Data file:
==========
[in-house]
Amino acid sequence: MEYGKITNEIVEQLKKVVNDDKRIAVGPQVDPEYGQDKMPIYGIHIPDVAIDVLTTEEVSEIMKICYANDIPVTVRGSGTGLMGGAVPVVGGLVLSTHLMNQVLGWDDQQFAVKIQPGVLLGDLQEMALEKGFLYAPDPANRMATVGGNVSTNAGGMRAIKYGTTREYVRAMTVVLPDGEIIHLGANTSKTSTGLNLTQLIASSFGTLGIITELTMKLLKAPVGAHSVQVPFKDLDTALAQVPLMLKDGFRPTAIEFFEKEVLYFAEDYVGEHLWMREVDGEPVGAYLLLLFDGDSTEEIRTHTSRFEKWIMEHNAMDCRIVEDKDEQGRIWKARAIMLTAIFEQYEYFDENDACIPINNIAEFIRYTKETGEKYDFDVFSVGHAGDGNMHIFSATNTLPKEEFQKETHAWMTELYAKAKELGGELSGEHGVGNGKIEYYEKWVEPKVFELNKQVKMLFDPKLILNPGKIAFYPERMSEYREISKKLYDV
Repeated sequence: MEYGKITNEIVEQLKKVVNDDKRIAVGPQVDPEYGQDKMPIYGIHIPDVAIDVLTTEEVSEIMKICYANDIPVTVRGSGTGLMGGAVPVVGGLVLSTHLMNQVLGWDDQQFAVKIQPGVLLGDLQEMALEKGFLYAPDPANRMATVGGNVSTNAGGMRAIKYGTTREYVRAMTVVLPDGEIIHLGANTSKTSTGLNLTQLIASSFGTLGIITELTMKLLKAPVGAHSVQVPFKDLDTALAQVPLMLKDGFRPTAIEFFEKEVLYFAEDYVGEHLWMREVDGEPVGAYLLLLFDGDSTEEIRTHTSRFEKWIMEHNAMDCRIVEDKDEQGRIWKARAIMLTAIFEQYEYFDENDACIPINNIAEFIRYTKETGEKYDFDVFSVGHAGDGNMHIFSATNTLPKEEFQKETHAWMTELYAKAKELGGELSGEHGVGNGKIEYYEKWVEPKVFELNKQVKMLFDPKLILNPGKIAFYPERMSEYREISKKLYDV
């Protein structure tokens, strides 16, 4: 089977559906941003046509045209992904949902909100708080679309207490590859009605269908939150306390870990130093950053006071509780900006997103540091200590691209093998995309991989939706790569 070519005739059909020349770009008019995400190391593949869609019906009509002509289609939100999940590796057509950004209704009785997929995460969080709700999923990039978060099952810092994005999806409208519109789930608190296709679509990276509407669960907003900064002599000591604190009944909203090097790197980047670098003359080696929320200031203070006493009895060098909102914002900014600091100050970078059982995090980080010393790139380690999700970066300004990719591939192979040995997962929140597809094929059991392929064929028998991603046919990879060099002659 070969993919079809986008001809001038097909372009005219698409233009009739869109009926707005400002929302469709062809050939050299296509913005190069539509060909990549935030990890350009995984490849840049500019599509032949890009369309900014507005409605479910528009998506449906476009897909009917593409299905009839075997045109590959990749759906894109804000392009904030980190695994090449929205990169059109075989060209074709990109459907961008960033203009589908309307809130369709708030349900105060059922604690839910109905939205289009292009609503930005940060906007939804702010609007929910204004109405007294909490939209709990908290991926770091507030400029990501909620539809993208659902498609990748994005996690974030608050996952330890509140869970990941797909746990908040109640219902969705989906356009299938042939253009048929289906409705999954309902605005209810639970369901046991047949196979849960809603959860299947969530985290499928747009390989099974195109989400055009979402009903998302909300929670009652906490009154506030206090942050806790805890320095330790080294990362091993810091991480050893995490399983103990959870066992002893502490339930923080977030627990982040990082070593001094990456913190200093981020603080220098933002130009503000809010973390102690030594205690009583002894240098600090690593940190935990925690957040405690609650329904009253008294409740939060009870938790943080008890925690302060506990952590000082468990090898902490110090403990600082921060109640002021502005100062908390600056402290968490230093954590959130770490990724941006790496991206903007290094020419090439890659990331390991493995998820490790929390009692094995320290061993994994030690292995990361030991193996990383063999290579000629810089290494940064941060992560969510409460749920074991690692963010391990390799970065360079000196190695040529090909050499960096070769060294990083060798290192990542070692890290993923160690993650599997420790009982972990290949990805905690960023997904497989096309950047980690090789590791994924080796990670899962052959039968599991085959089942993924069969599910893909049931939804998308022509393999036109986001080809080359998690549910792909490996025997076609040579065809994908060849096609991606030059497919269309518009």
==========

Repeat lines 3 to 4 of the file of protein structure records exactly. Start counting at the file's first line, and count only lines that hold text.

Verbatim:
Repeated sequence: MEYGKITNEIVEQLKKVVNDDKRIAVGPQVDPEYGQDKMPIYGIHIPDVAIDVLTTEEVSEIMKICYANDIPVTVRGSGTGLMGGAVPVVGGLVLSTHLMNQVLGWDDQQFAVKIQPGVLLGDLQEMALEKGFLYAPDPANRMATVGGNVSTNAGGMRAIKYGTTREYVRAMTVVLPDGEIIHLGANTSKTSTGLNLTQLIASSFGTLGIITELTMKLLKAPVGAHSVQVPFKDLDTALAQVPLMLKDGFRPTAIEFFEKEVLYFAEDYVGEHLWMREVDGEPVGAYLLLLFDGDSTEEIRTHTSRFEKWIMEHNAMDCRIVEDKDEQGRIWKARAIMLTAIFEQYEYFDENDACIPINNIAEFIRYTKETGEKYDFDVFSVGHAGDGNMHIFSATNTLPKEEFQKETHAWMTELYAKAKELGGELSGEHGVGNGKIEYYEKWVEPKVFELNKQVKMLFDPKLILNPGKIAFYPERMSEYREISKKLYDV
């Protein structure tokens, strides 16, 4: 089977559906941003046509045209992904949902909100708080679309207490590859009605269908939150306390870990130093950053006071509780900006997103540091200590691209093998995309991989939706790569 070519005739059909020349770009008019995400190391593949869609019906009509002509289609939100999940590796057509950004209704009785997929995460969080709700999923990039978060099952810092994005999806409208519109789930608190296709679509990276509407669960907003900064002599000591604190009944909203090097790197980047670098003359080696929320200031203070006493009895060098909102914002900014600091100050970078059982995090980080010393790139380690999700970066300004990719591939192979040995997962929140597809094929059991392929064929028998991603046919990879060099002659 070969993919079809986008001809001038097909372009005219698409233009009739869109009926707005400002929302469709062809050939050299296509913005190069539509060909990549935030990890350009995984490849840049500019599509032949890009369309900014507005409605479910528009998506449906476009897909009917593409299905009839075997045109590959990749759906894109804000392009904030980190695994090449929205990169059109075989060209074709990109459907961008960033203009589908309307809130369709708030349900105060059922604690839910109905939205289009292009609503930005940060906007939804702010609007929910204004109405007294909490939209709990908290991926770091507030400029990501909620539809993208659902498609990748994005996690974030608050996952330890509140869970990941797909746990908040109640219902969705989906356009299938042939253009048929289906409705999954309902605005209810639970369901046991047949196979849960809603959860299947969530985290499928747009390989099974195109989400055009979402009903998302909300929670009652906490009154506030206090942050806790805890320095330790080294990362091993810091991480050893995490399983103990959870066992002893502490339930923080977030627990982040990082070593001094990456913190200093981020603080220098933002130009503000809010973390102690030594205690009583002894240098600090690593940190935990925690957040405690609650329904009253008294409740939060009870938790943080008890925690302060506990952590000082468990090898902490110090403990600082921060109640002021502005100062908390600056402290968490230093954590959130770490990724941006790496991206903007290094020419090439890659990331390991493995998820490790929390009692094995320290061993994994030690292995990361030991193996990383063999290579000629810089290494940064941060992560969510409460749920074991690692963010391990390799970065360079000196190695040529090909050499960096070769060294990083060798290192990542070692890290993923160690993650599997420790009982972990290949990805905690960023997904497989096309950047980690090789590791994924080796990670899962052959039968599991085959089942993924069969599910893909049931939804998308022509393999036109986001080809080359998690549910792909490996025997076609040579065809994908060849096609991606030059497919269309518009």